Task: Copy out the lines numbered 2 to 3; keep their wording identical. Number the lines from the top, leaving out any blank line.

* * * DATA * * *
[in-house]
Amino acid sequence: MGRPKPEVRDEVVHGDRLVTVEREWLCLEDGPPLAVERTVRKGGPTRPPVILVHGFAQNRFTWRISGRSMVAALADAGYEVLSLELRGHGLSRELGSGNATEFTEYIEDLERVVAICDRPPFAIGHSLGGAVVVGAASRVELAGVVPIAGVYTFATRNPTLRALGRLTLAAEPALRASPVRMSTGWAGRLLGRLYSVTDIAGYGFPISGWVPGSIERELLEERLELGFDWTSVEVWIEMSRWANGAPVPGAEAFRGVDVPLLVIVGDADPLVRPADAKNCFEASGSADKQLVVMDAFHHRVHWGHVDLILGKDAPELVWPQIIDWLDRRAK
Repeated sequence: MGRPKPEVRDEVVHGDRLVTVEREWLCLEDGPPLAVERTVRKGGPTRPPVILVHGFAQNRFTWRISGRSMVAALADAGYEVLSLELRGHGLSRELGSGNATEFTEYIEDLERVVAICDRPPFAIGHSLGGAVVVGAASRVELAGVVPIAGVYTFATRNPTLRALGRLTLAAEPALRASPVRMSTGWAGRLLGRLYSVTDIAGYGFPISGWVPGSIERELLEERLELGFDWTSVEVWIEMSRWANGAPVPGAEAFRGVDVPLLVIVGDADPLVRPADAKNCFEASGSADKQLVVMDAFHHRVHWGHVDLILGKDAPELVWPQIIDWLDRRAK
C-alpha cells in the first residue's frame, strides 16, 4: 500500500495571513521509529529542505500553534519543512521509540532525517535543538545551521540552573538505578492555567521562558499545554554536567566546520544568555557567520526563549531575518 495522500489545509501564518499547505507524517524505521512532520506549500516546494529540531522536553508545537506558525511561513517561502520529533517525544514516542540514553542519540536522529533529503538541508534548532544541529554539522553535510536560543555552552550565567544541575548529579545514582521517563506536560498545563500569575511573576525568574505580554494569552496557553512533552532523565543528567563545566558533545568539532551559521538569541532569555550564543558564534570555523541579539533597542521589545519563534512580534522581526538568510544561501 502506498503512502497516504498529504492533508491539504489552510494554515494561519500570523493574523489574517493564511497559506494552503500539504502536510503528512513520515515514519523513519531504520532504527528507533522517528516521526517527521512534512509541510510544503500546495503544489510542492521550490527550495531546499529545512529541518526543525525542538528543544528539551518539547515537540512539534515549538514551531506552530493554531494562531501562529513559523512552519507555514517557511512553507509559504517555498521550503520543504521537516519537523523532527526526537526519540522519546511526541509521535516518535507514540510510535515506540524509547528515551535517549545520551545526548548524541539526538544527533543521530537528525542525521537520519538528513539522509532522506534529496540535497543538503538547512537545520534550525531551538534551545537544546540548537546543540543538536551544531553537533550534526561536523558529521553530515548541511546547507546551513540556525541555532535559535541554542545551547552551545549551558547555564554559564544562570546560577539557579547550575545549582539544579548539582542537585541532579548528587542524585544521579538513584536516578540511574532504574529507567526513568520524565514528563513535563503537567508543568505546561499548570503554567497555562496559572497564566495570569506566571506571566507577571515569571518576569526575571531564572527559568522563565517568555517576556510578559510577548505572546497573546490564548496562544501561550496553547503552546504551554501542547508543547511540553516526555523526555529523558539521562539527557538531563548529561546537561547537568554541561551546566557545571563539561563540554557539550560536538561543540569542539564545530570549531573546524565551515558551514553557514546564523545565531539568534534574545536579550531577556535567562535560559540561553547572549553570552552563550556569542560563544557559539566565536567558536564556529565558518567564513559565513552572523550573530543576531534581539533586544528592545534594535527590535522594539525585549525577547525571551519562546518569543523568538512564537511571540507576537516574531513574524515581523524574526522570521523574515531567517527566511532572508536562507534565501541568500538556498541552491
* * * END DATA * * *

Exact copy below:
Amino acid sequence: MGRPKPEVRDEVVHGDRLVTVEREWLCLEDGPPLAVERTVRKGGPTRPPVILVHGFAQNRFTWRISGRSMVAALADAGYEVLSLELRGHGLSRELGSGNATEFTEYIEDLERVVAICDRPPFAIGHSLGGAVVVGAASRVELAGVVPIAGVYTFATRNPTLRALGRLTLAAEPALRASPVRMSTGWAGRLLGRLYSVTDIAGYGFPISGWVPGSIERELLEERLELGFDWTSVEVWIEMSRWANGAPVPGAEAFRGVDVPLLVIVGDADPLVRPADAKNCFEASGSADKQLVVMDAFHHRVHWGHVDLILGKDAPELVWPQIIDWLDRRAK
Repeated sequence: MGRPKPEVRDEVVHGDRLVTVEREWLCLEDGPPLAVERTVRKGGPTRPPVILVHGFAQNRFTWRISGRSMVAALADAGYEVLSLELRGHGLSRELGSGNATEFTEYIEDLERVVAICDRPPFAIGHSLGGAVVVGAASRVELAGVVPIAGVYTFATRNPTLRALGRLTLAAEPALRASPVRMSTGWAGRLLGRLYSVTDIAGYGFPISGWVPGSIERELLEERLELGFDWTSVEVWIEMSRWANGAPVPGAEAFRGVDVPLLVIVGDADPLVRPADAKNCFEASGSADKQLVVMDAFHHRVHWGHVDLILGKDAPELVWPQIIDWLDRRAK